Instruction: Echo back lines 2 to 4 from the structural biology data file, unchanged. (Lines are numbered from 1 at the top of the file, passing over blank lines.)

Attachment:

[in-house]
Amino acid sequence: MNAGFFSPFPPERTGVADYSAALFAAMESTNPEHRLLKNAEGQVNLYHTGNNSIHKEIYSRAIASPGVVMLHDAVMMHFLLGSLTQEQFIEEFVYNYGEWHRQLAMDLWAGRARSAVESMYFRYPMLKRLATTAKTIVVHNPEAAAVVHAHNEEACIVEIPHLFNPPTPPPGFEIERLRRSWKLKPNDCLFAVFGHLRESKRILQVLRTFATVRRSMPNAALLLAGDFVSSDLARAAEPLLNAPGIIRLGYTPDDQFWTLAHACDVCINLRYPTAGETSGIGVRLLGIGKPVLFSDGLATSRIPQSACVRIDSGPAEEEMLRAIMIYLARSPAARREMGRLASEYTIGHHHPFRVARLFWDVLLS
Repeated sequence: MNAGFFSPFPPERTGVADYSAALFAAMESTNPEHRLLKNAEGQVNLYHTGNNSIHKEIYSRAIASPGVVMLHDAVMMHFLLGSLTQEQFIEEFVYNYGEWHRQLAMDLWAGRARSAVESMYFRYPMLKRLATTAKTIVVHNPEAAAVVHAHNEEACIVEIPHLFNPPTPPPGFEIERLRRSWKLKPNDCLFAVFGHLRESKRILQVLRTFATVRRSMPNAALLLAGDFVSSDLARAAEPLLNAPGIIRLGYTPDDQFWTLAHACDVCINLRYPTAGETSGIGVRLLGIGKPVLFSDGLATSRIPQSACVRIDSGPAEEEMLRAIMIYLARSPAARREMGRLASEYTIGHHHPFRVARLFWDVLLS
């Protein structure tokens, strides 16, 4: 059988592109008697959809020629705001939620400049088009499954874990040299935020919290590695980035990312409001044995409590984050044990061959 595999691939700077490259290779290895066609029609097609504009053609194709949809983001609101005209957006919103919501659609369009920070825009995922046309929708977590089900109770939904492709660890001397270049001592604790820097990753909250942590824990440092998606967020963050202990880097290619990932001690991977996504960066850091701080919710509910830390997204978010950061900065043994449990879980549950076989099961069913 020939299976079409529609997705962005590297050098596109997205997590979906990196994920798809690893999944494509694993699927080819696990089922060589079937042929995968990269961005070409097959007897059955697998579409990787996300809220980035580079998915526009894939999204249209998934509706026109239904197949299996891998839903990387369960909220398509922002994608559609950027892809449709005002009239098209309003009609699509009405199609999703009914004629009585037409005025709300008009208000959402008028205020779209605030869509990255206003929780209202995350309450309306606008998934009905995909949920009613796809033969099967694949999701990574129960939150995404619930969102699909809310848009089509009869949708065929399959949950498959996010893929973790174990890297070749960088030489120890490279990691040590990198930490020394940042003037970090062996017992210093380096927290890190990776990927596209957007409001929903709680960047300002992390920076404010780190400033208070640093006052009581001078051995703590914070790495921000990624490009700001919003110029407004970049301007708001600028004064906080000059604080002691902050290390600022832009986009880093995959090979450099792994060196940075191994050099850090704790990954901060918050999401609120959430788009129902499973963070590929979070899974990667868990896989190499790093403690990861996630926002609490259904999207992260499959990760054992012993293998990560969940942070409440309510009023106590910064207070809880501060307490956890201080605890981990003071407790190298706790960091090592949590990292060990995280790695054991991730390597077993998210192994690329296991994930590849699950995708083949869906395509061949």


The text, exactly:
Amino acid sequence: MNAGFFSPFPPERTGVADYSAALFAAMESTNPEHRLLKNAEGQVNLYHTGNNSIHKEIYSRAIASPGVVMLHDAVMMHFLLGSLTQEQFIEEFVYNYGEWHRQLAMDLWAGRARSAVESMYFRYPMLKRLATTAKTIVVHNPEAAAVVHAHNEEACIVEIPHLFNPPTPPPGFEIERLRRSWKLKPNDCLFAVFGHLRESKRILQVLRTFATVRRSMPNAALLLAGDFVSSDLARAAEPLLNAPGIIRLGYTPDDQFWTLAHACDVCINLRYPTAGETSGIGVRLLGIGKPVLFSDGLATSRIPQSACVRIDSGPAEEEMLRAIMIYLARSPAARREMGRLASEYTIGHHHPFRVARLFWDVLLS
Repeated sequence: MNAGFFSPFPPERTGVADYSAALFAAMESTNPEHRLLKNAEGQVNLYHTGNNSIHKEIYSRAIASPGVVMLHDAVMMHFLLGSLTQEQFIEEFVYNYGEWHRQLAMDLWAGRARSAVESMYFRYPMLKRLATTAKTIVVHNPEAAAVVHAHNEEACIVEIPHLFNPPTPPPGFEIERLRRSWKLKPNDCLFAVFGHLRESKRILQVLRTFATVRRSMPNAALLLAGDFVSSDLARAAEPLLNAPGIIRLGYTPDDQFWTLAHACDVCINLRYPTAGETSGIGVRLLGIGKPVLFSDGLATSRIPQSACVRIDSGPAEEEMLRAIMIYLARSPAARREMGRLASEYTIGHHHPFRVARLFWDVLLS
């Protein structure tokens, strides 16, 4: 059988592109008697959809020629705001939620400049088009499954874990040299935020919290590695980035990312409001044995409590984050044990061959 595999691939700077490259290779290895066609029609097609504009053609194709949809983001609101005209957006919103919501659609369009920070825009995922046309929708977590089900109770939904492709660890001397270049001592604790820097990753909250942590824990440092998606967020963050202990880097290619990932001690991977996504960066850091701080919710509910830390997204978010950061900065043994449990879980549950076989099961069913 020939299976079409529609997705962005590297050098596109997205997590979906990196994920798809690893999944494509694993699927080819696990089922060589079937042929995968990269961005070409097959007897059955697998579409990787996300809220980035580079998915526009894939999204249209998934509706026109239904197949299996891998839903990387369960909220398509922002994608559609950027892809449709005002009239098209309003009609699509009405199609999703009914004629009585037409005025709300008009208000959402008028205020779209605030869509990255206003929780209202995350309450309306606008998934009905995909949920009613796809033969099967694949999701990574129960939150995404619930969102699909809310848009089509009869949708065929399959949950498959996010893929973790174990890297070749960088030489120890490279990691040590990198930490020394940042003037970090062996017992210093380096927290890190990776990927596209957007409001929903709680960047300002992390920076404010780190400033208070640093006052009581001078051995703590914070790495921000990624490009700001919003110029407004970049301007708001600028004064906080000059604080002691902050290390600022832009986009880093995959090979450099792994060196940075191994050099850090704790990954901060918050999401609120959430788009129902499973963070590929979070899974990667868990896989190499790093403690990861996630926002609490259904999207992260499959990760054992012993293998990560969940942070409440309510009023106590910064207070809880501060307490956890201080605890981990003071407790190298706790960091090592949590990292060990995280790695054991991730390597077993998210192994690329296991994930590849699950995708083949869906395509061949």